The 140gr HPBT is a poor choice for hunting as it rarely expands and tends to pencil through game.
[IMG class=inlineimg]https://www.huntingpa.com/forums/images/Huntingpa_toucan/smilies/tango_face_surprise.png[/IMG] The first part of this sentence is correct, but the second part is way off base. Hollow point (HP) bullets should not be used for big game hunting, but for the exact opposite reason. They will easily break apart and offer very poor penetration. That bullet will explode like a mini hand grenade the minute it hits its mark. They are capable of killing deer with ideal shots (drop them stone cold dead in their tracks), but can lead to lost animals very easily if any bone is encountered.
Hollow points should be relegated to varmint/target shooting. At one time they were favored by some shooting long range at deer sized game, but there are much better bullets for that now days.
I must clarify I was referring specifically to the Hornady Match BTHP bullets. Due to their heavier jacket construction (along with the Sierra MatchKing) they tend to produce unpredictable results ranging from total fragmentation to pencil point wounding.
As for HP bullets their are two different styles, Varmint and Match. The Varmint style bullets are light weight with paper thin jackets designed to be shot at high velocity to transfer all of their energy to the target and disintegrate upon impact. The match ones are a different animal entirely as jacket thickness, and terminal performance, varies by bullet even among the same manufacturer. They are designed generally heavy for caliber specifically to fly through the air as consistently as possibly and the HP is simply a result of the manufacturing process rather than serving a specific purpose. This is why the closed HP Nosler RDF line exists and the reason competitors close the HPs to point the bullets and increase BC.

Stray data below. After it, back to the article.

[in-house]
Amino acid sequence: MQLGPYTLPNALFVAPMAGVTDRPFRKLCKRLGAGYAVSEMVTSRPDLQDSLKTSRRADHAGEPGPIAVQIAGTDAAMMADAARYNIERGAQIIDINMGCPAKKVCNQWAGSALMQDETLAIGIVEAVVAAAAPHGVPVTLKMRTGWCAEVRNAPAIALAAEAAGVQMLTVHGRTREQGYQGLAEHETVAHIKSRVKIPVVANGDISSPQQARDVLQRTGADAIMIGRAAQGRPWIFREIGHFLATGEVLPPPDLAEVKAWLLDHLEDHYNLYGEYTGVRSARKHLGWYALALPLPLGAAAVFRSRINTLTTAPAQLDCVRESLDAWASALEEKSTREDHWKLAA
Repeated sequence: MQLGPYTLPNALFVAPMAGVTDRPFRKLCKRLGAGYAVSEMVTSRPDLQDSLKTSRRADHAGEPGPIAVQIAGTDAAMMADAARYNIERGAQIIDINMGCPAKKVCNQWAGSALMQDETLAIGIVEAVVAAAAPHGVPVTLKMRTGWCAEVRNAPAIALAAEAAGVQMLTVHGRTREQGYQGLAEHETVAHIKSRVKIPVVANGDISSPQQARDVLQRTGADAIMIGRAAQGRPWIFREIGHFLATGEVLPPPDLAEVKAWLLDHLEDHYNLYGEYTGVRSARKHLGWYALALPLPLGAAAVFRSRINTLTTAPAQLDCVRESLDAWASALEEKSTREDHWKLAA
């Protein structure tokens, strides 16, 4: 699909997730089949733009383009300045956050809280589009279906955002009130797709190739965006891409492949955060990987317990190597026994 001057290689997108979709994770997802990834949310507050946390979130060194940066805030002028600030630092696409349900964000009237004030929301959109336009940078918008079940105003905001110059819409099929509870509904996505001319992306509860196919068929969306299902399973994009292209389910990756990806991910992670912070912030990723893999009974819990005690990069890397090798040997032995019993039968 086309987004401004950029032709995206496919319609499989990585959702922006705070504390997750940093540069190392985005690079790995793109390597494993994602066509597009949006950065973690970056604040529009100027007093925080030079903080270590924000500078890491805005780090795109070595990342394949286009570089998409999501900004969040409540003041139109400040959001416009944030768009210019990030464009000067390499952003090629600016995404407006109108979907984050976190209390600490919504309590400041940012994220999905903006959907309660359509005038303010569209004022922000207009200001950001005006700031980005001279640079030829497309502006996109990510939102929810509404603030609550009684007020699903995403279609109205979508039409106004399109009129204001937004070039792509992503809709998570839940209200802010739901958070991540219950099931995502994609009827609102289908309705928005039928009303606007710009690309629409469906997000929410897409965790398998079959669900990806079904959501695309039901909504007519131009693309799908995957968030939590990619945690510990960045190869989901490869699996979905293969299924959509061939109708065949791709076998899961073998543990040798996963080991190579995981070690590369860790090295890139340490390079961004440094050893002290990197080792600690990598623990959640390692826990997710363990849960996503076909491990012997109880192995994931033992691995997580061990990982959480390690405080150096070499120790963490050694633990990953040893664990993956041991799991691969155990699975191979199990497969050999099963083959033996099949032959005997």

While they were not designed for it some Match bullets work well on game such as the Bergers and A-Max/ELD-M while others do not such as the Hornady BTHP Match and the Sierra MatchKing. If you look over at the Long Range hunting sites the Berger and other Tipped Match bullets are still the preffered bullet for the 500+ yard crowd.
The reason for it is rather straight forward, at extended ranges when velocity tapers off so does the hydrostatic shock produced by the bullet. With conventional bullets this results in less and less damage and a delayed killing the farther you go. In order to overcome the loss in hydrostatic shock you require fragmentation to increase the size of the permanent wound cavity. Additionally at longer ranges the bullets used are typically heavy for caliber which helps to maintain weight for penetration. For example in my .300 WM I shoot 212gr and 225gr bullets, even if you lose 40% of the bullet weight on impact you still have a 135gr projectile moving through the animal.
The issues arises when these match bullets are utilized on game at close range with a high muzzle velocity. At long range enough energy has bled off to allow a large chunk of the base to penetrate like a conventional bullet. However up close they can be pushed past their limit to the point of total failure as you stated above. That is the reason for the ELD-X, it has a thicker base and interlock ring to help retain weight to aid penetration on close range impacts while still allowing for the necessary fragmentation at longer ranges.
Well to make a long story short the main point is that certain match bullets can be used to great effect but just like any other bullet they have to be used within their limitations. The Hornady Match BTHP is not one of those bullets but the ELD-X and ELD-M are.